Also personal interests, always as myself. Posts in Swedish or English tagged as such. Lipovetsky puts the new era in the context of modernism and postmodernism, and elegantly describes its many paradoxes. The hypermodern times actually began when the description of postmodernism became common knowledge in the last decades of the 20th century. A sense of insecurity has invaded all minds; health has imposed itself as a mass obsession; terrorism, catastrophes and epidemics are regularly front-page news.
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Pues bien, Gilles Lipovestky, en Tiempos hipermodernos, profundiza en las diversas e infecundas argucias con que intentamos distraernos en esta era del consumo y el lujo. De una era moderna de certidumbre y optimismo por un futuro alcanzable, pasamos en los ochenta al olvido posmoderno del futuro, entregados a vivir el momento, del placer y el consumo pop.
Prolonga el sufrimiento. This slim book packs a punch, dismissing catastrophe claims of others in trajectory of civilization circles. Lipovetsky sees ills of Western civilization more as transitional. Ancients saw history as cyclical. Happy times of a mythic past were now promised for the future as aspiration, and the present was one of endless progress. Reason was demoted to calculations and bureaucratic domination. The second modernity, or hypermodernity, commenced around , says Lipovetsky, when advances in production met post war and Depression cravings for gratification.
Both past and future were dismissed, making our perpetual present of positive experience the priority. The old rules are lost, but new ways evolve. Not so autonomous as he claims.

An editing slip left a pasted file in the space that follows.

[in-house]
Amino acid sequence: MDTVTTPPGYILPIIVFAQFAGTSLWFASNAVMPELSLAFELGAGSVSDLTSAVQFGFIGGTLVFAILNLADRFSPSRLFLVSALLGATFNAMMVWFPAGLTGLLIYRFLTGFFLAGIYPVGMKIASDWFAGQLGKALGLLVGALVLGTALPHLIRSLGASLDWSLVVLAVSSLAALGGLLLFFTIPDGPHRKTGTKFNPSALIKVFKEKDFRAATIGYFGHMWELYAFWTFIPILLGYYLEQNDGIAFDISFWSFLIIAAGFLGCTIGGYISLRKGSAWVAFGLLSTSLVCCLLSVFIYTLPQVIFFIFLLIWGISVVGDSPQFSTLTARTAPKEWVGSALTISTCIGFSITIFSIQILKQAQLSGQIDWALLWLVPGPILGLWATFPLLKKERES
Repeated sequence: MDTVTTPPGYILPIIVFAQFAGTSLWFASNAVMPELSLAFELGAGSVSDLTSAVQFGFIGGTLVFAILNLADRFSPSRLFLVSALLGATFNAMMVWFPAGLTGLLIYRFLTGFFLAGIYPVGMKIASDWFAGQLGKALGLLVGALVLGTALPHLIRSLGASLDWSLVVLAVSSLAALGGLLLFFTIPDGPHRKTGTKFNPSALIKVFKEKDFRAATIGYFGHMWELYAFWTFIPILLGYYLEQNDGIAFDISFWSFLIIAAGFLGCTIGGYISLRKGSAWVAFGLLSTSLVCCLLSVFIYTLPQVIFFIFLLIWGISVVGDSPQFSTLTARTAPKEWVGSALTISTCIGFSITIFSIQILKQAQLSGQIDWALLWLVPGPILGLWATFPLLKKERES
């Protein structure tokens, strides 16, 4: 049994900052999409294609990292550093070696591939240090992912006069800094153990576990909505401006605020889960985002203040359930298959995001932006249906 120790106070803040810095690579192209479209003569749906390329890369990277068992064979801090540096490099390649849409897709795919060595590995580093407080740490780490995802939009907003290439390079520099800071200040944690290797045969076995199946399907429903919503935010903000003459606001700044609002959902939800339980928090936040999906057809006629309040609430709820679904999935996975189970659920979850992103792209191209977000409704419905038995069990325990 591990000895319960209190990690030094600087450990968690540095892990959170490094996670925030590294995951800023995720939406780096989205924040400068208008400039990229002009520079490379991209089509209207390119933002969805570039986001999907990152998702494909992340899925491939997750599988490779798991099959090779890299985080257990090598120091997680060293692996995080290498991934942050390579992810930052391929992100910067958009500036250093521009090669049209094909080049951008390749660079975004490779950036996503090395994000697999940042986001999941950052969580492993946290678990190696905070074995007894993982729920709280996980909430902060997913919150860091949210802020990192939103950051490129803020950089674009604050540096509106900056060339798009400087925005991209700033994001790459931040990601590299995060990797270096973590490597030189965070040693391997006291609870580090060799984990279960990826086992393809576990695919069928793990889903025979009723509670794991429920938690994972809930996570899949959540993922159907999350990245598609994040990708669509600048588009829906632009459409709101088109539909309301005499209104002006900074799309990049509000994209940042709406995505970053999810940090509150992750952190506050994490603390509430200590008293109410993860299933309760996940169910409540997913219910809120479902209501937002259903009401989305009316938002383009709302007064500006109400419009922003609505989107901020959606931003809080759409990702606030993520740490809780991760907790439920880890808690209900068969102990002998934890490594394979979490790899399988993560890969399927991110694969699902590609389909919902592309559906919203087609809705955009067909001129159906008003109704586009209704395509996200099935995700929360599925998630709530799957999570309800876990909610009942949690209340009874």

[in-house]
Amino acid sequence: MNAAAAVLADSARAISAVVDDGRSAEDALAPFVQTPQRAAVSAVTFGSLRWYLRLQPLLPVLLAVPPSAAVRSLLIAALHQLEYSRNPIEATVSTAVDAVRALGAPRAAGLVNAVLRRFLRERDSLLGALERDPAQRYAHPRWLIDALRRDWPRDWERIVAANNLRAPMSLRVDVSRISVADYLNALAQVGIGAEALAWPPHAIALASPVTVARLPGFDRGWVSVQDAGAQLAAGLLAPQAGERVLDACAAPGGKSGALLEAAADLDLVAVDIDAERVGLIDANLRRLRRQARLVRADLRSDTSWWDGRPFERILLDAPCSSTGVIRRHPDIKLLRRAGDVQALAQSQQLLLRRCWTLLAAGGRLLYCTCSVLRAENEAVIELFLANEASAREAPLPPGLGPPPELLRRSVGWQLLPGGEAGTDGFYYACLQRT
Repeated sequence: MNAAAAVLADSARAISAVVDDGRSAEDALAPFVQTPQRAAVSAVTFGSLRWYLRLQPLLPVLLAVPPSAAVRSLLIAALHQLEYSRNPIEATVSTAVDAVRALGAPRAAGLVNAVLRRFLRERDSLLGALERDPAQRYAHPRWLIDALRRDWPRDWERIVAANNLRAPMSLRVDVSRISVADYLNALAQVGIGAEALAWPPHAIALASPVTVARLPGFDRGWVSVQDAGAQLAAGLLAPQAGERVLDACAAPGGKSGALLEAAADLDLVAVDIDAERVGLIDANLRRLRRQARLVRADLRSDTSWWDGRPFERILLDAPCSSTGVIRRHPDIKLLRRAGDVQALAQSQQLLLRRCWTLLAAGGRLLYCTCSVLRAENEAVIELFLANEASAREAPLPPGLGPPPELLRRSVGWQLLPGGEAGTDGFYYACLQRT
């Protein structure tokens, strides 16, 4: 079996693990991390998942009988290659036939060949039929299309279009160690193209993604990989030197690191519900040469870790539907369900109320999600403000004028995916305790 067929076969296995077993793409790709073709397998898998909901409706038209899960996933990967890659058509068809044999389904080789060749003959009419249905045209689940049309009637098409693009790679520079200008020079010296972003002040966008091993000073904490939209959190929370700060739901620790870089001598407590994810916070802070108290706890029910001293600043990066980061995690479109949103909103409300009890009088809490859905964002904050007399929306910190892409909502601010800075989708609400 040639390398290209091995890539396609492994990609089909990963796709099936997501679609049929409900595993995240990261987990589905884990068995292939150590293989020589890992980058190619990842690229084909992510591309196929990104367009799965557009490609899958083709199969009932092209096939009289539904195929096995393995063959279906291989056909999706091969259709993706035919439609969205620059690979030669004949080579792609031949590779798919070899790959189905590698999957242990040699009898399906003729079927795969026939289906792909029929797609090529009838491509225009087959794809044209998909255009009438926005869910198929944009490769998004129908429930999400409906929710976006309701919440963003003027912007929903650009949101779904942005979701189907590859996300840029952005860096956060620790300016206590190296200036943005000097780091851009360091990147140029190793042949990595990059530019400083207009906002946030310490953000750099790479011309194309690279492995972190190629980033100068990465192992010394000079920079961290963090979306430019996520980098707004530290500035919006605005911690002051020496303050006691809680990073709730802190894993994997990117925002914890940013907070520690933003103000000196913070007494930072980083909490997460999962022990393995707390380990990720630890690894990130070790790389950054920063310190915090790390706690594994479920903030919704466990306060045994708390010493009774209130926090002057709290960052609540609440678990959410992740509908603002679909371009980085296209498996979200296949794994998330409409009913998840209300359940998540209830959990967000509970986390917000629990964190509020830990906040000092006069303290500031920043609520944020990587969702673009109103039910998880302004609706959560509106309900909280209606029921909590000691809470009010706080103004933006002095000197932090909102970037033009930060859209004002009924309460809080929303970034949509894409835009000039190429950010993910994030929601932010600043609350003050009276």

Brasida To see what your friends thought of this book, please sign up. Hypermodern Times by Gilles Lipovetsky. Hyperconsumption is a consumption which absorbs and integrates more and more spheres of social life and which encourages individuals to consume for their own personal pleasure rather than to enhance their social status. One hundred years have just passed since the Bolshevik regime in what was to become the Soviet union decided to kill all members of the Roma Inthe confidence in the progress of psychiatry seems to have started to dwindle. The modern environment organisations must operate in has been described as a hypermodern society, a successor of the modern, secular-rational society of 20 th century and the individualistic self-expressive postmodern society that came into being after the cultural revolutions of the s and s. With the death of Utopianism comes the dark and bitter truth of technocapitalist globalism, a world where cultural tourism is the order of the day and nostalgia plays havoc with our local cities formulating distinct enclaves of memory and desire.
GILLES LIPOVETSKY HYPERMODERN TIMES PDF